Brian Adams:

So let’s transition here into a broader conversation of day trading. We’re recording this in April of 2022, obviously during COVID, the meme stock phenomenon occurred. Robinhood became super popular. Crypto has seen huge volatility, but continues to gain traction with institutional investors at this point. Why is this so hard for folks to follow these type of rules? Historically, it has not ended well for, let’s just call it the retail investor within stocks, why is it so hard for these folks to actually make money at the end of the day?

Adrian Reid:

There’s a couple of things. The first one is most people don’t trade systematically. They might have some systematic elements, but most traders I talk to, at least before they come into my programs, have a huge amount of discretion that they may or may not really have pinpointed and understood. So they’re like, “Oh, this stock’s breaking out. Oh, but I don’t really like that one,” or, “I don’t like that industry,” or this or that. So, they reject the trade. Or the opposite, “Oh, this is a really good stock. I love it. It’s really highly profitable and the industry’s doing great, therefore I’ll go [inaudible 00:10:58].” This is discretion.

Adrian Reid:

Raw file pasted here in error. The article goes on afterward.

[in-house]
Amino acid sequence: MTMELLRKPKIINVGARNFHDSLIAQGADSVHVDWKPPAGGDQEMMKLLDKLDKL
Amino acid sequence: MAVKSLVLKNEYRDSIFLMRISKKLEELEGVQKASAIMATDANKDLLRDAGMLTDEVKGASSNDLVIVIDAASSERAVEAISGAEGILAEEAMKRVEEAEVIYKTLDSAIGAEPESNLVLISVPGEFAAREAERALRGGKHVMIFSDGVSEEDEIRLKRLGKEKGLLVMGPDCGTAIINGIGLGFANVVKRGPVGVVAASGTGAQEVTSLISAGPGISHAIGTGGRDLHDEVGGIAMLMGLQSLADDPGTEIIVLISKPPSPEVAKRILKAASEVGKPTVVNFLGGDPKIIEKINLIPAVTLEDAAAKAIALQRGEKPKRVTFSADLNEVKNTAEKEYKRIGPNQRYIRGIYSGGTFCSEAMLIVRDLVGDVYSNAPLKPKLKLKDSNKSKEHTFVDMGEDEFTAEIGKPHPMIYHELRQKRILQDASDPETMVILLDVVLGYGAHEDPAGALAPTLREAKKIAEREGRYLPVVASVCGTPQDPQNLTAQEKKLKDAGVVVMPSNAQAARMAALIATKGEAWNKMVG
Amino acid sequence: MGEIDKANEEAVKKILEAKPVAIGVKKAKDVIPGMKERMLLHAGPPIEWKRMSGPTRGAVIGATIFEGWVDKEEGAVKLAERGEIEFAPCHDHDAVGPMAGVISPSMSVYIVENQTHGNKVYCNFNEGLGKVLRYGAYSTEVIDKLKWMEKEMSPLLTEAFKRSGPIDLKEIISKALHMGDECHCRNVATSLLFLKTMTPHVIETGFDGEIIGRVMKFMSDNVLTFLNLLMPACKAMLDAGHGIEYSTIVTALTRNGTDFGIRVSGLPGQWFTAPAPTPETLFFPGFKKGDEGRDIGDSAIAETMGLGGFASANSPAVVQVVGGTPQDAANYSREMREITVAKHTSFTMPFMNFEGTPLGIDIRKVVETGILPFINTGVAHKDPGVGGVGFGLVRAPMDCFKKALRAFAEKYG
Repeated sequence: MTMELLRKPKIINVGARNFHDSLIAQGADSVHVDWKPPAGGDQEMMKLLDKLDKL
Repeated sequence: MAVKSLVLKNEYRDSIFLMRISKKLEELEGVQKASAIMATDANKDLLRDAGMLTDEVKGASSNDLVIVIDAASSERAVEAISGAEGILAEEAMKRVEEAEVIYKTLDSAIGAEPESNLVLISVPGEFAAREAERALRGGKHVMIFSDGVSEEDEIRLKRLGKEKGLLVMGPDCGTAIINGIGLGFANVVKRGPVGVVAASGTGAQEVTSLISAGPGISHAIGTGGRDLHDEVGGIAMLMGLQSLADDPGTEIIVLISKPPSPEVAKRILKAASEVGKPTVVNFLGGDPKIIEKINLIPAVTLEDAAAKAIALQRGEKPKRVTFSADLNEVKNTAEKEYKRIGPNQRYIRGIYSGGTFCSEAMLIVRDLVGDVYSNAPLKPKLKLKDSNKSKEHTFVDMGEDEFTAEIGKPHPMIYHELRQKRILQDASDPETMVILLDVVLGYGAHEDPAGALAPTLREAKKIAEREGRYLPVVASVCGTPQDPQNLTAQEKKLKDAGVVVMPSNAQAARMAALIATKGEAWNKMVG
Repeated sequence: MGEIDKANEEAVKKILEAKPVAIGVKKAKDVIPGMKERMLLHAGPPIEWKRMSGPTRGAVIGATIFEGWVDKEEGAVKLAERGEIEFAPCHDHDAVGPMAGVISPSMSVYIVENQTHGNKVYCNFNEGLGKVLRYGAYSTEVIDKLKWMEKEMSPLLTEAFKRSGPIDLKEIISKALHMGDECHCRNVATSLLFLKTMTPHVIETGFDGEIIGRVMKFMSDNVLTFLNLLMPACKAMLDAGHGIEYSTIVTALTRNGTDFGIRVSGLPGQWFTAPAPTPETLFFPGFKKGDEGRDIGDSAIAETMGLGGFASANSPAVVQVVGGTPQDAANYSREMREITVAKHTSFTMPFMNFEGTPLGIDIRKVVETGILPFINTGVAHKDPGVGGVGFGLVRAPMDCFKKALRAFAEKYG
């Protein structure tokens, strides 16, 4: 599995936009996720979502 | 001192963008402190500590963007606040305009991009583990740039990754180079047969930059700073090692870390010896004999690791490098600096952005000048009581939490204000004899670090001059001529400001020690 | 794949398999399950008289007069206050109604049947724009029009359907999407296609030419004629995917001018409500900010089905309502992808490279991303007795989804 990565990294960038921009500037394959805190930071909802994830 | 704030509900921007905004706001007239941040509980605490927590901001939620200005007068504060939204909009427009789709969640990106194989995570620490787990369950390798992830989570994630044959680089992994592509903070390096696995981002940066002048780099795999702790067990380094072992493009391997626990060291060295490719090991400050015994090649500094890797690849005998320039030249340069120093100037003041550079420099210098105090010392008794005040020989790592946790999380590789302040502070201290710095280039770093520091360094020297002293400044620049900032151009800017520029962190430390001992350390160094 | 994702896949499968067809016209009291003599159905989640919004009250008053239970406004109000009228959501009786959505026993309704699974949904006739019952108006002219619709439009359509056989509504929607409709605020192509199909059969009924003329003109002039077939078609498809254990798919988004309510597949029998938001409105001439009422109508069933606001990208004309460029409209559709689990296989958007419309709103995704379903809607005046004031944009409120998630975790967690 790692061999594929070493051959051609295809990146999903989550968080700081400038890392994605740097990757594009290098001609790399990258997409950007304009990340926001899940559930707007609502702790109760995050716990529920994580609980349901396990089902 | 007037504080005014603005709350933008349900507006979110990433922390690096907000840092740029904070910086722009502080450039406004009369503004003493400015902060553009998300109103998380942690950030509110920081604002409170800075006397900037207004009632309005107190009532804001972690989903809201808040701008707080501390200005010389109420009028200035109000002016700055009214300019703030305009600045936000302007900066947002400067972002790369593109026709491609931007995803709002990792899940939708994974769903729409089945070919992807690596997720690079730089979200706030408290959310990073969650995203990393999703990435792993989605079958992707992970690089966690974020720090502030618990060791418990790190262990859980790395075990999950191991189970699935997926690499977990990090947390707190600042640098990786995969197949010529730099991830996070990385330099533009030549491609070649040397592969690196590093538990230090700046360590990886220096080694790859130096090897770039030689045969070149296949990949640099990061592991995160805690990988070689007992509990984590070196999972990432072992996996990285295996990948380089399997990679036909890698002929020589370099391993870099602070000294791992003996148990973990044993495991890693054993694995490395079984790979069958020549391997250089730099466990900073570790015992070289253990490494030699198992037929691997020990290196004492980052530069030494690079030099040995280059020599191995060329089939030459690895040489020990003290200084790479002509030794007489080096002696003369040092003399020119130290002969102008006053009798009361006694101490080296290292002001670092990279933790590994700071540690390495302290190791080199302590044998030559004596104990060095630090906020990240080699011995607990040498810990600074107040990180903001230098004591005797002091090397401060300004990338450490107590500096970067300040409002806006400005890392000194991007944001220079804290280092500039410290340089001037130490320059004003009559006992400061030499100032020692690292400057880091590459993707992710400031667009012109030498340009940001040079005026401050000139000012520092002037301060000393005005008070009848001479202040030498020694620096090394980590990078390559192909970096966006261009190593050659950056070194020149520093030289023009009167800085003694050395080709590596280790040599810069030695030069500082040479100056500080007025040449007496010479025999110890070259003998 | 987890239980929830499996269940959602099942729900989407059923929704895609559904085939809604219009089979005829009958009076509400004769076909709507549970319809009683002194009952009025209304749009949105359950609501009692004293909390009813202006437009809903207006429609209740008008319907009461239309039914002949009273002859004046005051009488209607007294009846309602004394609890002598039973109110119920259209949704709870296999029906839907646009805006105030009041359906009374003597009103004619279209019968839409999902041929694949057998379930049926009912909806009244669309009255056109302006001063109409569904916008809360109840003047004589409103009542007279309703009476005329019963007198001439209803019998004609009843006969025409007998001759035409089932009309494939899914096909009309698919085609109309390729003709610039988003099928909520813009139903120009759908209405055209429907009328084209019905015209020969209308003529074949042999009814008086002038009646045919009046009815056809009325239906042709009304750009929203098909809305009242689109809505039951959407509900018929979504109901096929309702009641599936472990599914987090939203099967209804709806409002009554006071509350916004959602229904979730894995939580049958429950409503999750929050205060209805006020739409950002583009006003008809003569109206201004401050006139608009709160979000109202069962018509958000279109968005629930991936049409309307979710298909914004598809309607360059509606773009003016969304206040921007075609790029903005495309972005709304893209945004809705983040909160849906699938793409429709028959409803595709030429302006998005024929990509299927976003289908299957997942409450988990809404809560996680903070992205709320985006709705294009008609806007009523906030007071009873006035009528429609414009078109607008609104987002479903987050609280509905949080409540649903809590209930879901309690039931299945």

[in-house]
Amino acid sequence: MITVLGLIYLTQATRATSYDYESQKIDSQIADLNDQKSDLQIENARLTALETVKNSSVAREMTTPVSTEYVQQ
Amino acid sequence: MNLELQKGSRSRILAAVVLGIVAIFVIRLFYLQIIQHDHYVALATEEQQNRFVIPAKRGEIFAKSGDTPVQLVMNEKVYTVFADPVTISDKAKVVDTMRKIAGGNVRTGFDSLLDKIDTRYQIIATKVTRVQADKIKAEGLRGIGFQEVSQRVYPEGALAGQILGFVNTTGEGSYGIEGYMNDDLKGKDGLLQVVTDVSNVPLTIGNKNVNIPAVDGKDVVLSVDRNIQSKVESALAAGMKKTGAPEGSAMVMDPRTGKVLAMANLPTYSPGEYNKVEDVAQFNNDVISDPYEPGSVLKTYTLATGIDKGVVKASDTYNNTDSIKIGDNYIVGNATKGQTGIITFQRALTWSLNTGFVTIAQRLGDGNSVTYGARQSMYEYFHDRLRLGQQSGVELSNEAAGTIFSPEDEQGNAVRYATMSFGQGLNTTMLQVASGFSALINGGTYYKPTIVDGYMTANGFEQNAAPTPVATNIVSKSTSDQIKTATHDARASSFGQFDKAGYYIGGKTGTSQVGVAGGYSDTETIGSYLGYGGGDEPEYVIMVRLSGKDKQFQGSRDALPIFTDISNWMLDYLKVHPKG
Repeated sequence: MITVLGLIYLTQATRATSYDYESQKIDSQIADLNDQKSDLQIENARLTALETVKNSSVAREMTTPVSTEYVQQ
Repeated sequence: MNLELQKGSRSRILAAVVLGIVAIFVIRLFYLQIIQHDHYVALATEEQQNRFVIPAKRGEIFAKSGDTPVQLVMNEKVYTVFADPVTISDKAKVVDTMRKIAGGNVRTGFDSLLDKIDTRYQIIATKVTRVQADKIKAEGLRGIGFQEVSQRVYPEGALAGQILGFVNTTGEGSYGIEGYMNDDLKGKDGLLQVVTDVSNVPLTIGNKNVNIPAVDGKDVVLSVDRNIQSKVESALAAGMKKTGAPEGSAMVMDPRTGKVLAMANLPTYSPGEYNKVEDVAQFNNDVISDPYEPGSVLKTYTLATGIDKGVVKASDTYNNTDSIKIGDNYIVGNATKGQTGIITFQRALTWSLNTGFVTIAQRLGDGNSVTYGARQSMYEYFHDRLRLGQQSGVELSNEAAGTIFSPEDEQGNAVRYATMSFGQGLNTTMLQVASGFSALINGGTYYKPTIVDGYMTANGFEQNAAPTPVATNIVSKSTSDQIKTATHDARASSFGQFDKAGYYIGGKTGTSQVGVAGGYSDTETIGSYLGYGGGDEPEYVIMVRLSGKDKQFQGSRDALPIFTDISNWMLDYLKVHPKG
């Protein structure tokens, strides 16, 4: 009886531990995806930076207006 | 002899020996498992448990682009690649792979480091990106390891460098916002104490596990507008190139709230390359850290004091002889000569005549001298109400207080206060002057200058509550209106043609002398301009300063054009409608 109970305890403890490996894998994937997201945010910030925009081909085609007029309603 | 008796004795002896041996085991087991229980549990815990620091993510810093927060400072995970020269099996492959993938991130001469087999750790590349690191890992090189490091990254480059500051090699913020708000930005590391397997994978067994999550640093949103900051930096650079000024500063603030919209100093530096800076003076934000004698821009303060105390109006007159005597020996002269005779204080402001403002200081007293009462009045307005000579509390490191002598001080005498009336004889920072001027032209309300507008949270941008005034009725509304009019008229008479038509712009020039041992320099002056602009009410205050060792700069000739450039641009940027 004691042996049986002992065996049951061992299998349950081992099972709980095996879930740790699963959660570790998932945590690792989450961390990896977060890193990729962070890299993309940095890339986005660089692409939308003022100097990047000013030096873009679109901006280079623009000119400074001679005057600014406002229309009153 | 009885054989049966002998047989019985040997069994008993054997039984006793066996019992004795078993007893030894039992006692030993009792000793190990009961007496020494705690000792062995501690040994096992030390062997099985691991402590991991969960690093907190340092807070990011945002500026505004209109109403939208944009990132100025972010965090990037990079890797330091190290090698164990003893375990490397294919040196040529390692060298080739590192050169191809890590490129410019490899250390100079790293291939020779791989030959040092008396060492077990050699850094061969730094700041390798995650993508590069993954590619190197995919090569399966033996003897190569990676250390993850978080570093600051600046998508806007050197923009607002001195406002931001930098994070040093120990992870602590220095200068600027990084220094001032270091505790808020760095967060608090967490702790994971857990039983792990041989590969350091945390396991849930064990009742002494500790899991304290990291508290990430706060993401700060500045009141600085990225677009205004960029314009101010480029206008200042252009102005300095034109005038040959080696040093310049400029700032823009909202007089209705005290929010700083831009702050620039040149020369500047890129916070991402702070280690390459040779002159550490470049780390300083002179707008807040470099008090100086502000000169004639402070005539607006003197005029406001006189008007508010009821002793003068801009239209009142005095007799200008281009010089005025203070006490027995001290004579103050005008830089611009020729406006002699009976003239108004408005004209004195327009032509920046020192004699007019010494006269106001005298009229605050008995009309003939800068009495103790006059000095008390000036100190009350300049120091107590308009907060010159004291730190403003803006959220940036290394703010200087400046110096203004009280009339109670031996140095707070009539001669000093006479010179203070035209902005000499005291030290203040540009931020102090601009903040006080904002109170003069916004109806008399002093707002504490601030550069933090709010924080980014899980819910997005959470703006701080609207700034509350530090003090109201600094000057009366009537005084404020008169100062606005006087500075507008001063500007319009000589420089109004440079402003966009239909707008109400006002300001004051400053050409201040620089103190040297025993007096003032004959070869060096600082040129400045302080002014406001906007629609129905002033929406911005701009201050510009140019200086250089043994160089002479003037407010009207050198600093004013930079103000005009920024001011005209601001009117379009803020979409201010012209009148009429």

And if you have the best set of rules in the world, it can very quickly and easily be ruined with discretion, because discretion largely comes from emotion, and emotion is absolutely not helpful when it comes to financial decisions. So the fear, the greed, the fight or flight responses that we feel because we evolved from cave men, we had to be prepared when we felt stressed, we had to be prepared to fight the tiger or run away, defend ourselves from the other clans, those sorts of things, we’re still feeling those as humans. And when the market threatens us or threatens our wealth, we have the same reaction, and that reaction takes away from our ability to make a sound decision, because it’s all about being ready to fight or to run, not think.

Adrian Reid:

And so I think one of the keys to longterm success is to identify and eliminate sources of discretion in your trading investing. Be truly systematic. Don’t be systematic with a whole bunch of caveats, because that gets the worst of both worlds. And a lot of people try and trade. You mentioned day trading to our timeframes in the second, but a lot of people try and trade by looking at the chart and making subjective decisions. But again, the same emotion comes into it. You just cannot be consistent that way. Most retail traders are systematic, and they don’t remove their emotions.

Adrian Reid:

The way you remove the emotions is by having a set of rules that you have absolute confidence in, and you follow them to the letter. The way you do that is test those rules and evaluate them correctly and fully, and make sure they fit your personality, your profile. So if you’ve got absolute confidence in rules, because you really tested them, you’ve analyzed them, you’ve looked at all of the different what ifs and buts and changed the rules to see if all of those concerns were valid or not, you’ve done thorough testing, then you have confidence to follow the rules.

Adrian Reid:

To the point where the way I trade now, I update my data. I run the back test or the scan to find my trades, I place the trades, and I don’t even think about it. I don’t look at the charts. I don’t do anything. I just follow the rules, but most people don’t do that. So that’s the real challenge.